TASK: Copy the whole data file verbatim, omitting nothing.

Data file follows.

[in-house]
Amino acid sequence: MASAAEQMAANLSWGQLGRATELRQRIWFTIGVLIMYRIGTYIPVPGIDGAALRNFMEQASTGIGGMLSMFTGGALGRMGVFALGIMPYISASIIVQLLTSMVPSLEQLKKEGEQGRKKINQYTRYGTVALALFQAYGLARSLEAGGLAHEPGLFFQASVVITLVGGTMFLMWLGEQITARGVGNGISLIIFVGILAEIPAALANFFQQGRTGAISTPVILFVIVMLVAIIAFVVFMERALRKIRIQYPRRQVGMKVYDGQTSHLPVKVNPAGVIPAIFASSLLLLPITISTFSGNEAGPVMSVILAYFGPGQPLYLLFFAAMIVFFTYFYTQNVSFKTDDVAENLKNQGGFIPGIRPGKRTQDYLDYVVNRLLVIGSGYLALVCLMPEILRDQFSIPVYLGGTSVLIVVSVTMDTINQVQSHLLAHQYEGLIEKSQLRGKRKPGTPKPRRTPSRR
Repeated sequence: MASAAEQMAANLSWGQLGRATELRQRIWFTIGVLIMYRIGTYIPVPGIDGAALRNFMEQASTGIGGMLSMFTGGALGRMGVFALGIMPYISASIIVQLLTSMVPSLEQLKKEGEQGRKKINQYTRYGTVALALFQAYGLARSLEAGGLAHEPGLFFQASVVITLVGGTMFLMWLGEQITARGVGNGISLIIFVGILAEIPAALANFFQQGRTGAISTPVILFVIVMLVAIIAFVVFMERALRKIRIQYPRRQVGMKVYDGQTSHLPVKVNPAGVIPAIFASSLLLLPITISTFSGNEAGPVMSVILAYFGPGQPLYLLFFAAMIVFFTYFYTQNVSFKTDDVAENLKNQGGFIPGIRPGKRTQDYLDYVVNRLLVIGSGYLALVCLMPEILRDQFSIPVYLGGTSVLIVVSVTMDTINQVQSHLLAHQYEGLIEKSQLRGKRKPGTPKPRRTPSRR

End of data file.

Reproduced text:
[in-house]
Amino acid sequence: MASAAEQMAANLSWGQLGRATELRQRIWFTIGVLIMYRIGTYIPVPGIDGAALRNFMEQASTGIGGMLSMFTGGALGRMGVFALGIMPYISASIIVQLLTSMVPSLEQLKKEGEQGRKKINQYTRYGTVALALFQAYGLARSLEAGGLAHEPGLFFQASVVITLVGGTMFLMWLGEQITARGVGNGISLIIFVGILAEIPAALANFFQQGRTGAISTPVILFVIVMLVAIIAFVVFMERALRKIRIQYPRRQVGMKVYDGQTSHLPVKVNPAGVIPAIFASSLLLLPITISTFSGNEAGPVMSVILAYFGPGQPLYLLFFAAMIVFFTYFYTQNVSFKTDDVAENLKNQGGFIPGIRPGKRTQDYLDYVVNRLLVIGSGYLALVCLMPEILRDQFSIPVYLGGTSVLIVVSVTMDTINQVQSHLLAHQYEGLIEKSQLRGKRKPGTPKPRRTPSRR
Repeated sequence: MASAAEQMAANLSWGQLGRATELRQRIWFTIGVLIMYRIGTYIPVPGIDGAALRNFMEQASTGIGGMLSMFTGGALGRMGVFALGIMPYISASIIVQLLTSMVPSLEQLKKEGEQGRKKINQYTRYGTVALALFQAYGLARSLEAGGLAHEPGLFFQASVVITLVGGTMFLMWLGEQITARGVGNGISLIIFVGILAEIPAALANFFQQGRTGAISTPVILFVIVMLVAIIAFVVFMERALRKIRIQYPRRQVGMKVYDGQTSHLPVKVNPAGVIPAIFASSLLLLPITISTFSGNEAGPVMSVILAYFGPGQPLYLLFFAAMIVFFTYFYTQNVSFKTDDVAENLKNQGGFIPGIRPGKRTQDYLDYVVNRLLVIGSGYLALVCLMPEILRDQFSIPVYLGGTSVLIVVSVTMDTINQVQSHLLAHQYEGLIEKSQLRGKRKPGTPKPRRTPSRR